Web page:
The ever increasing rate of new cases of Lyme disease, the tendency for chronicity in certain forms of the disease
and especially the disputable effect of causal therapy resulted in strenuous efforts to develop an effective vaccine.
The authors sum up recent experience with vaccination in the U.S.A. and Europe. Two studies in the U.S. during
the years 1994 through 1997 included more than 20 000 probands. In one of the studies, coordinated by Steer (10
936 probands), during the first year twenty-two people of the vaccinated group contracted the disease compared to
forty-three people of the non-vaccinated, i.e. placebo group. The vaccine efficacy was 49 percent. During the second
year of the study, after the third dose of the vaccine, sixteen vaccinated people contracted the disease vs. sixty-six
placebo probands. Vaccine efficacy was 76 percent. Its administration was accompanied by mild to moderate local
or systemic reactionlasting up to three days.
In the next study, coordinated by Sigal (10 305 probands) the vaccine efficacy was sixty-eight percent in the first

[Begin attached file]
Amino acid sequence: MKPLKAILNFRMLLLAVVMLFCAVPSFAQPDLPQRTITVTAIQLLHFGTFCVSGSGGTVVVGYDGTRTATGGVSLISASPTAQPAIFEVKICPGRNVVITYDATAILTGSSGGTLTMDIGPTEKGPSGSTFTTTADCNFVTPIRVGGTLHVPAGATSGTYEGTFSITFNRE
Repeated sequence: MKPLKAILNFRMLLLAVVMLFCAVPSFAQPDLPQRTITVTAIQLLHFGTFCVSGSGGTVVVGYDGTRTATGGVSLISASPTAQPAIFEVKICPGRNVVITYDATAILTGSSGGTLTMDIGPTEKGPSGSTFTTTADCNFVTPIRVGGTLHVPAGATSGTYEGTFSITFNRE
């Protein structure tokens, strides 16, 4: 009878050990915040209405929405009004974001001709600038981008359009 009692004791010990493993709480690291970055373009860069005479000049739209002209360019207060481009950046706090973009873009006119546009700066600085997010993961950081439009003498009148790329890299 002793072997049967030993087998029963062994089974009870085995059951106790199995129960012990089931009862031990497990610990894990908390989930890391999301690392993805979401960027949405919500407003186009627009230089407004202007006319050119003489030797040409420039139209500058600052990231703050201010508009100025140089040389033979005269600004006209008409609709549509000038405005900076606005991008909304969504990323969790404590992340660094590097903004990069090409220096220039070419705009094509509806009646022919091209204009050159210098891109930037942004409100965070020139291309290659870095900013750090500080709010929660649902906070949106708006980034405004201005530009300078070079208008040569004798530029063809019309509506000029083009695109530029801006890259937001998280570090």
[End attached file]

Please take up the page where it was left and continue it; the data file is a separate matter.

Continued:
year and ninety-two percent in the second, respectively. Both studies proved the vaccine to be safe and efficient in
Lyme disease prevention.
In comparison with these large long-term double-blind, placebo-controlled studies European research results
presented to the medical community for the first time in 1998 in Vienna appear to be of lesser value. Recombinant
polyvalent vaccine based on OspC lipoprotein isolated from Borrelia burgdorferi sensu lato was used but only eighty
volunteers from Aland Islands participated in the study.
Lyme disease, immunisation, recombinant polyvalent vaccine, lipoprotein OspC.